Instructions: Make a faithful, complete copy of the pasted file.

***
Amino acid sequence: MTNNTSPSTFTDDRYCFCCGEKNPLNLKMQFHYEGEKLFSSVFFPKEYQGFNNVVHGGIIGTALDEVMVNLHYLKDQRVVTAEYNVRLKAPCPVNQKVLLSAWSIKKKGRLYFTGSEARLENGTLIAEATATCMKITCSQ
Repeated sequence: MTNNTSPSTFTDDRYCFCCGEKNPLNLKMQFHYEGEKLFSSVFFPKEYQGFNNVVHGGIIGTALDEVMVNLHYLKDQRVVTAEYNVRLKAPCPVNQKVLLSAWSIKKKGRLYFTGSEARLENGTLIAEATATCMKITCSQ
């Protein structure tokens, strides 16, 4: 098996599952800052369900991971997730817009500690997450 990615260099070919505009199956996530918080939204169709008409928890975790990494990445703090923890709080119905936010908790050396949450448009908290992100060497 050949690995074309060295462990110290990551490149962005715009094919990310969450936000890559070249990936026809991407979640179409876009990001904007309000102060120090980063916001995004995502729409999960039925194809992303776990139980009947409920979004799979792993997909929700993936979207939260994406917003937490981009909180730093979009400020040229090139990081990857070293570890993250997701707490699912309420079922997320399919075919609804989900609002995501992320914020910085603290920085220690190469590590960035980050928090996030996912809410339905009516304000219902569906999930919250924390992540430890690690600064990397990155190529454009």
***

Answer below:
Amino acid sequence: MTNNTSPSTFTDDRYCFCCGEKNPLNLKMQFHYEGEKLFSSVFFPKEYQGFNNVVHGGIIGTALDEVMVNLHYLKDQRVVTAEYNVRLKAPCPVNQKVLLSAWSIKKKGRLYFTGSEARLENGTLIAEATATCMKITCSQ
Repeated sequence: MTNNTSPSTFTDDRYCFCCGEKNPLNLKMQFHYEGEKLFSSVFFPKEYQGFNNVVHGGIIGTALDEVMVNLHYLKDQRVVTAEYNVRLKAPCPVNQKVLLSAWSIKKKGRLYFTGSEARLENGTLIAEATATCMKITCSQ
């Protein structure tokens, strides 16, 4: 098996599952800052369900991971997730817009500690997450 990615260099070919505009199956996530918080939204169709008409928890975790990494990445703090923890709080119905936010908790050396949450448009908290992100060497 050949690995074309060295462990110290990551490149962005715009094919990310969450936000890559070249990936026809991407979640179409876009990001904007309000102060120090980063916001995004995502729409999960039925194809992303776990139980009947409920979004799979792993997909929700993936979207939260994406917003937490981009909180730093979009400020040229090139990081990857070293570890993250997701707490699912309420079922997320399919075919609804989900609002995501992320914020910085603290920085220690190469590590960035980050928090996030996912809410339905009516304000219902569906999930919250924390992540430890690690600064990397990155190529454009």